He is so hungry that he would have gladly eaten anything, even the scraps that fell from the rich man table. They didn’t have paper towels back then and they didn’t have silverware so they would eat with their hands and the rich used chunks of bread to wipe their hands clean.

They are both children of God in radically different places.
We really don’t know much more about them. /
There were always scraps of food and bread around the table of a rich person.

Jesus doesn’t give us much more detail because it really doesn’t matter.
We don’t know if Lazarus was lazy or just down on his luck.
We don’t’ know if he was smart or not smart.
We don’t know if he was addicted or not addicted.
We don’t know if his poverty was his fault or not.
We don’t know…. and like I said it really doesn’t matter.

Actually there are really only two things that we know about him.

He was poor and he was a good man because he made it into heaven
sadly being poor by itself is not a ticket into heaven.

Rich or poor to get into heaven you have to good person a loving person.

The rich man is not mean.
He doesn’t treat Lazarus disrespectfully.
He doesn’t kick him or taunt him when he passes by.  

So what is is sin?
Plain and simply put the rich man just didn’t seem to notice Lazarus.

You see he had grown so comfortable that he became self absorbed.

In fact, he had grown so self centered that he didn’t have any feelings for the poor or those in need, even those in desperate straits like Lazarus.

The rich man had squandered away or lost the ability to feel for others,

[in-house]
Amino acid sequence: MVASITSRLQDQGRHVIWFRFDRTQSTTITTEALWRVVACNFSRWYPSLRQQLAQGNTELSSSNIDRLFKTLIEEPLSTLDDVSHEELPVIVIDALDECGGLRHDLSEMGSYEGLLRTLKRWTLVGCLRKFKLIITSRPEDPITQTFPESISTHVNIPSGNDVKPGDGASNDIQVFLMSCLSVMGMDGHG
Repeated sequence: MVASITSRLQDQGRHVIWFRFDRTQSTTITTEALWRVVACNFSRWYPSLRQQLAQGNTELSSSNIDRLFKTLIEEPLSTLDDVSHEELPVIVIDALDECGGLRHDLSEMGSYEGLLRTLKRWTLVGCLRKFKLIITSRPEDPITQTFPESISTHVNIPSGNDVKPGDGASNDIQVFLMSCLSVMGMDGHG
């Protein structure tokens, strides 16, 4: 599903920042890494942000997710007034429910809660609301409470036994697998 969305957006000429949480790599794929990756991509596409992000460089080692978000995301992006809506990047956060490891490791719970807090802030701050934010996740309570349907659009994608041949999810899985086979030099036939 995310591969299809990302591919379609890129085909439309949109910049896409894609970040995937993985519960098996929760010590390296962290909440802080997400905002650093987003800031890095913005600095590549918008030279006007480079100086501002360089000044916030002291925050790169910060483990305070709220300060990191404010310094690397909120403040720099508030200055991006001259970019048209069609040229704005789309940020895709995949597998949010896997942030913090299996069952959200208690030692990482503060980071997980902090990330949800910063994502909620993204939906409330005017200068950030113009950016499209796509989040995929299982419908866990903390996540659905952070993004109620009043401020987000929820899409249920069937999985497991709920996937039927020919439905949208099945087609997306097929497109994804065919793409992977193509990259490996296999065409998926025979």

to pity others,
to have compassion on others.

In the eyes of the rich man,
the poor,
those less fortunate,
those who just couldn’t seem to get their act together,
just didn’t matter it was like they were invisible.

How sad, how tragic it is when a heart goes so cold that they no longer have compassion.

How sad indeed!

The rich man’s sin is a sin of omission,
and yet it is a serious sin, a sin that cost him eternal life.
He just did not notice Lazarus, and he did not act.

You know sometimes we fool ourselves into thinking that the only time we sin is when we actually do something wrong.

So often we forget that we also sin when we fail to do something good.
It is so important for us to remember that
we sin when we fail to do what love calls us to do.

We sin when we don’t notice or just don’t care about others.

At the beginning of this mass we prayed the Confiteor or the “I confess prayer”
Please repeat it with me…

I confess to almighty God
and to you, my brothers and sisters,
that I have sinned through my own fault
in my thoughts and in my words,
in what I have done,
and in what I have failed to do;

We have prayed those words over and over again…

May their meaning sink into our hearts
May they change us and transform us…
May they transform our parish, and our town, our state, and our nation.

Loving our neighbor is not something we do when it’s convenient.

Being compassionate to those in need, anyone  in need, is not an option for a follower of Christ.

May our hearts never grow cold.
May we never lose our ability to feel for others,
to be kind to others and merciful to others no matter what.

May the needs of the poor and the weak always pull at our heartstrings and call us to service.

The Gospel this week calls us to examine ourselves,
and ask ourselves…

What have I done  for poor, and the outcast, the lonely, and the sick?

Am I able to look beyond my own world my own interests, my own concerns…

…Lest someday we stand before God and say I’m sorry Lord I simply didn’t notice.